April 18, 2004
Biting the Hand That Writes for You 
Here's a classic case of "syntax means everything": the headline of this CNN.com article, "Dog Found Six Days After Avalanche Kills Owner," might lead one to believe it's the ultimate example of biting the hand that feeds you. However, the content of the piece reveals otherwise - the owner was killed by the avalanche, not by the dog.

This is a tricky one. If you re-word the sentence to read "Dog Found Six Days After Owner Was Killed by Avalanche," we still don't know whether the dog was found dead six days after the owner, if the owner was found dead, or both are dead. I suppose the least ambiguous, least-passive form of this sentence would be "Avalanche Kills Owner, Dog Found Six Days Later."

Then again, I don't write for CNN, and I suppose taking the time for perfect syntax on a found-dog story doesn't take precedence over tasks such as covering the 9/11 hearings or the war in Iraq. The cynical part of me just thinks CNN was being deliberately ambiguous, to get readers to click through in hopes of reading a grisly ungrateful-dog-kills-owner story: "you should have left me in that damned avalanche, wretched human!"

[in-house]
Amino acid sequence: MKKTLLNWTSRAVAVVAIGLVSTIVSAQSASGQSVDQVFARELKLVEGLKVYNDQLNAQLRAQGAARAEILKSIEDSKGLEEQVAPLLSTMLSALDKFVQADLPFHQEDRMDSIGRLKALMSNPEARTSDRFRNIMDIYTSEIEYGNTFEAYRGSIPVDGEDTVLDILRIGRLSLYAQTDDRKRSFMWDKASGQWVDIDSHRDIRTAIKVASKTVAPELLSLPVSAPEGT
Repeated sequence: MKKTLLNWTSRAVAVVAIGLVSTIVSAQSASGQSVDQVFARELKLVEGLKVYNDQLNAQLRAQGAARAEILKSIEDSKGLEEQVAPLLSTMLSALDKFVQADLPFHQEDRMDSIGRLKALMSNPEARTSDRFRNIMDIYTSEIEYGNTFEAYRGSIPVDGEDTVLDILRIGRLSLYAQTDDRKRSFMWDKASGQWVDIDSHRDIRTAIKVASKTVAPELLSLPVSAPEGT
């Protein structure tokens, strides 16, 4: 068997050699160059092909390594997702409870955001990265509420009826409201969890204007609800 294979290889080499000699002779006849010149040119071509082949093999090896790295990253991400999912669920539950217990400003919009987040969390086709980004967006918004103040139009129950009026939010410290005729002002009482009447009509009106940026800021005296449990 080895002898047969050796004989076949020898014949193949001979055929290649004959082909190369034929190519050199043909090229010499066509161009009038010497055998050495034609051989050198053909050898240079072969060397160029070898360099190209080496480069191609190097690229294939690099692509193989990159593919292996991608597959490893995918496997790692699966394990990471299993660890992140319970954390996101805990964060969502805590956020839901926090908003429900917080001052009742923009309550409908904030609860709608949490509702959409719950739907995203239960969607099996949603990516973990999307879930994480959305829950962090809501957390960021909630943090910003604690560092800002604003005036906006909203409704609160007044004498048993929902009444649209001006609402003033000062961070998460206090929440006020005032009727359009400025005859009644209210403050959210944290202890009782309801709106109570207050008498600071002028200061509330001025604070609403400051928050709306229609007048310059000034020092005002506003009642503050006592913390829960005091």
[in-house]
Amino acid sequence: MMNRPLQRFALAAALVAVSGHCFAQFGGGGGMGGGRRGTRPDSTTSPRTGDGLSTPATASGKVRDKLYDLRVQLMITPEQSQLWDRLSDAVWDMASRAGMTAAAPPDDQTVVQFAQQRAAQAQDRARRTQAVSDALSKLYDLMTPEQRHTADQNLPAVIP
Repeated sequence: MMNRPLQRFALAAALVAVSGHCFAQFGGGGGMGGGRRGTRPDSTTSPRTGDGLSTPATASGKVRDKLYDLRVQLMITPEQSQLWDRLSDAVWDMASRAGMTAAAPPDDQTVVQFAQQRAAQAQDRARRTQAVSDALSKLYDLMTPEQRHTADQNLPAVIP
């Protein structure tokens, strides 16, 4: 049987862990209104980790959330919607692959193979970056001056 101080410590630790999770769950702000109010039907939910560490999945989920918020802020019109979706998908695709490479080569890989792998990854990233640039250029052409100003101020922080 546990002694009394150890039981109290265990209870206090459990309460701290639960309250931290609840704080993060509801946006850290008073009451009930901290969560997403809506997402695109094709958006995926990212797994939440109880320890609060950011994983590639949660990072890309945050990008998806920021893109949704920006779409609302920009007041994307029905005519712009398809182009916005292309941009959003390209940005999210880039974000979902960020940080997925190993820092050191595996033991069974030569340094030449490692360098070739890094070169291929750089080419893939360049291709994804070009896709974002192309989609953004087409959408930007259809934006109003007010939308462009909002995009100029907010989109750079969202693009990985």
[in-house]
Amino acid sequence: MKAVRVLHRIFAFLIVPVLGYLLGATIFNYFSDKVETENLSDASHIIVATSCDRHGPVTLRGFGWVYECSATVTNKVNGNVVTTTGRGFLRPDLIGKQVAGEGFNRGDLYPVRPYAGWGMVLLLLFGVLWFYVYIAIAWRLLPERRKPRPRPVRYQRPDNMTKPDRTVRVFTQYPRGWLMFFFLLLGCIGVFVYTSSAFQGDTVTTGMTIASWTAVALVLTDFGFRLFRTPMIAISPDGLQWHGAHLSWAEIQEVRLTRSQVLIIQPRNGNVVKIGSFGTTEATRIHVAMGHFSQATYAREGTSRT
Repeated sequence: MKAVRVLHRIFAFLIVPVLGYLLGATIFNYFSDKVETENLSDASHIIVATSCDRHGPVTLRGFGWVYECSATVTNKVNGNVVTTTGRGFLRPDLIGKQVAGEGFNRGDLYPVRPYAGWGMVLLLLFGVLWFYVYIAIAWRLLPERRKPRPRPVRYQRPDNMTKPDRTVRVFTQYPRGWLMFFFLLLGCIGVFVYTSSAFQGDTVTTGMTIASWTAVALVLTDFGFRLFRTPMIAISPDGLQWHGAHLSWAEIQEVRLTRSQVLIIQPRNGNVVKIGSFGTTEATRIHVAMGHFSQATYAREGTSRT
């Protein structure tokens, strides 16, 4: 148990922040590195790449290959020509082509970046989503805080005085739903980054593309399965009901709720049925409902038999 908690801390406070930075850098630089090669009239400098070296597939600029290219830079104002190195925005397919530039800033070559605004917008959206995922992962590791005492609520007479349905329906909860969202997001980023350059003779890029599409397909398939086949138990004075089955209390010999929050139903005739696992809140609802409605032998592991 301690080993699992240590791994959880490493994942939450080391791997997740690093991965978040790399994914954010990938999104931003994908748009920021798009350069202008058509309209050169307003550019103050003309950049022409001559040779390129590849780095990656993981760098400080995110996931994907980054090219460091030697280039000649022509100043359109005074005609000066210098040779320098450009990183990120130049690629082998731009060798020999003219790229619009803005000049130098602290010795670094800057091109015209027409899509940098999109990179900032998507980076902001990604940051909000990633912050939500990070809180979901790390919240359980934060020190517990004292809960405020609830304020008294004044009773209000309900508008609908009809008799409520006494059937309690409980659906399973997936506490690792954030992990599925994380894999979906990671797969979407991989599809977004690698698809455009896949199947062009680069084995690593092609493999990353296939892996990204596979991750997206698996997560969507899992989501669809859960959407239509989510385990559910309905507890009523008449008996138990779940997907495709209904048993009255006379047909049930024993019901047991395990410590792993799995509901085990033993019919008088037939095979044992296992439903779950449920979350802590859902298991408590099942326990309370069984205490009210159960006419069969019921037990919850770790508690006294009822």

posted by Lenka Reznicek  [link] | |

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April 18, 2004
Biting the Hand That Writes for You by Lenka Reznicek



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